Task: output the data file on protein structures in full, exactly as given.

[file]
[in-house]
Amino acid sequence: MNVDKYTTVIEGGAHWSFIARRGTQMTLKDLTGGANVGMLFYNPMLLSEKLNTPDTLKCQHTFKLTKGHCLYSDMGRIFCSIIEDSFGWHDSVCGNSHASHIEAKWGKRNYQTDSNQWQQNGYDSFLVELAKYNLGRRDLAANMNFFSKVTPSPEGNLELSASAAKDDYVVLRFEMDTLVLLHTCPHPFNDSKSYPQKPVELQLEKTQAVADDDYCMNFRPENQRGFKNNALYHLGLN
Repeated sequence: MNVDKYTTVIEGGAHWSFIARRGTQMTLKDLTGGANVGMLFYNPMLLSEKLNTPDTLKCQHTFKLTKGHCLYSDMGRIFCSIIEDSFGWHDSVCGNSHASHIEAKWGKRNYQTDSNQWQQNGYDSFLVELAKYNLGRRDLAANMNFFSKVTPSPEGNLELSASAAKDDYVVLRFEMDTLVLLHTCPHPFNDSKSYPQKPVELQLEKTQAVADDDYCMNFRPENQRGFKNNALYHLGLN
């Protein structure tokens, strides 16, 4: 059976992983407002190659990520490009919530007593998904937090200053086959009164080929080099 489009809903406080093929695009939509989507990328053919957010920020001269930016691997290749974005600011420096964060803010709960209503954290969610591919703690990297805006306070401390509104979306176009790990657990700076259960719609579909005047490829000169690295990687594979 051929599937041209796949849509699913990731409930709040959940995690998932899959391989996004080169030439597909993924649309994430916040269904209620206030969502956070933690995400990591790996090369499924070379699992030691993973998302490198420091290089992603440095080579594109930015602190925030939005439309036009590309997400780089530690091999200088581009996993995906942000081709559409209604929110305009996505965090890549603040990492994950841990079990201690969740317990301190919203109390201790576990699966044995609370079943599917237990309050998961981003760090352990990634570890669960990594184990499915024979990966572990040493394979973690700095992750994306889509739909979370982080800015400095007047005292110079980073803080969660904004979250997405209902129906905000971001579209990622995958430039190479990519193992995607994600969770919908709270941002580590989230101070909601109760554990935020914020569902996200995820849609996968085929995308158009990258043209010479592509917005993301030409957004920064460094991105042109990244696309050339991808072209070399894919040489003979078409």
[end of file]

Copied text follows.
[in-house]
Amino acid sequence: MNVDKYTTVIEGGAHWSFIARRGTQMTLKDLTGGANVGMLFYNPMLLSEKLNTPDTLKCQHTFKLTKGHCLYSDMGRIFCSIIEDSFGWHDSVCGNSHASHIEAKWGKRNYQTDSNQWQQNGYDSFLVELAKYNLGRRDLAANMNFFSKVTPSPEGNLELSASAAKDDYVVLRFEMDTLVLLHTCPHPFNDSKSYPQKPVELQLEKTQAVADDDYCMNFRPENQRGFKNNALYHLGLN
Repeated sequence: MNVDKYTTVIEGGAHWSFIARRGTQMTLKDLTGGANVGMLFYNPMLLSEKLNTPDTLKCQHTFKLTKGHCLYSDMGRIFCSIIEDSFGWHDSVCGNSHASHIEAKWGKRNYQTDSNQWQQNGYDSFLVELAKYNLGRRDLAANMNFFSKVTPSPEGNLELSASAAKDDYVVLRFEMDTLVLLHTCPHPFNDSKSYPQKPVELQLEKTQAVADDDYCMNFRPENQRGFKNNALYHLGLN
């Protein structure tokens, strides 16, 4: 059976992983407002190659990520490009919530007593998904937090200053086959009164080929080099 489009809903406080093929695009939509989507990328053919957010920020001269930016691997290749974005600011420096964060803010709960209503954290969610591919703690990297805006306070401390509104979306176009790990657990700076259960719609579909005047490829000169690295990687594979 051929599937041209796949849509699913990731409930709040959940995690998932899959391989996004080169030439597909993924649309994430916040269904209620206030969502956070933690995400990591790996090369499924070379699992030691993973998302490198420091290089992603440095080579594109930015602190925030939005439309036009590309997400780089530690091999200088581009996993995906942000081709559409209604929110305009996505965090890549603040990492994950841990079990201690969740317990301190919203109390201790576990699966044995609370079943599917237990309050998961981003760090352990990634570890669960990594184990499915024979990966572990040493394979973690700095992750994306889509739909979370982080800015400095007047005292110079980073803080969660904004979250997405209902129906905000971001579209990622995958430039190479990519193992995607994600969770919908709270941002580590989230101070909601109760554990935020914020569902996200995820849609996968085929995308158009990258043209010479592509917005993301030409957004920064460094991105042109990244696309050339991808072209070399894919040489003979078409």